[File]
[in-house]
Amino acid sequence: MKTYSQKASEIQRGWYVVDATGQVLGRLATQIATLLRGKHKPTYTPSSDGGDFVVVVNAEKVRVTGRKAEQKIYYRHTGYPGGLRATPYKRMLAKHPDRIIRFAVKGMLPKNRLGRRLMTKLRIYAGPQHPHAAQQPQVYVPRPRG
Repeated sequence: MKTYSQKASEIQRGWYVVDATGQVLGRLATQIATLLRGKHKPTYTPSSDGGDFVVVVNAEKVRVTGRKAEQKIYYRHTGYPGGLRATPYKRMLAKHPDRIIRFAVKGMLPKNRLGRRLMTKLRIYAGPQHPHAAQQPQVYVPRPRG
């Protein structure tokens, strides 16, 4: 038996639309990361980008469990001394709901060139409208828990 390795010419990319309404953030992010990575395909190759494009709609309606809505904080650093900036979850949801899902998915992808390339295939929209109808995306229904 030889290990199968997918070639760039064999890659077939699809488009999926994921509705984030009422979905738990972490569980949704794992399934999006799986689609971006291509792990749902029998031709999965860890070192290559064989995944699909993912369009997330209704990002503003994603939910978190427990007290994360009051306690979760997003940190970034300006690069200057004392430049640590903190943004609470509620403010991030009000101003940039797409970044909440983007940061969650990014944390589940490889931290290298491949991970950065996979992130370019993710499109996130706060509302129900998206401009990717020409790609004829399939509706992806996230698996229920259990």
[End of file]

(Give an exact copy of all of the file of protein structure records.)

[in-house]
Amino acid sequence: MKTYSQKASEIQRGWYVVDATGQVLGRLATQIATLLRGKHKPTYTPSSDGGDFVVVVNAEKVRVTGRKAEQKIYYRHTGYPGGLRATPYKRMLAKHPDRIIRFAVKGMLPKNRLGRRLMTKLRIYAGPQHPHAAQQPQVYVPRPRG
Repeated sequence: MKTYSQKASEIQRGWYVVDATGQVLGRLATQIATLLRGKHKPTYTPSSDGGDFVVVVNAEKVRVTGRKAEQKIYYRHTGYPGGLRATPYKRMLAKHPDRIIRFAVKGMLPKNRLGRRLMTKLRIYAGPQHPHAAQQPQVYVPRPRG
């Protein structure tokens, strides 16, 4: 038996639309990361980008469990001394709901060139409208828990 390795010419990319309404953030992010990575395909190759494009709609309606809505904080650093900036979850949801899902998915992808390339295939929209109808995306229904 030889290990199968997918070639760039064999890659077939699809488009999926994921509705984030009422979905738990972490569980949704794992399934999006799986689609971006291509792990749902029998031709999965860890070192290559064989995944699909993912369009997330209704990002503003994603939910978190427990007290994360009051306690979760997003940190970034300006690069200057004392430049640590903190943004609470509620403010991030009000101003940039797409970044909440983007940061969650990014944390589940490889931290290298491949991970950065996979992130370019993710499109996130706060509302129900998206401009990717020409790609004829399939509706992806996230698996229920259990």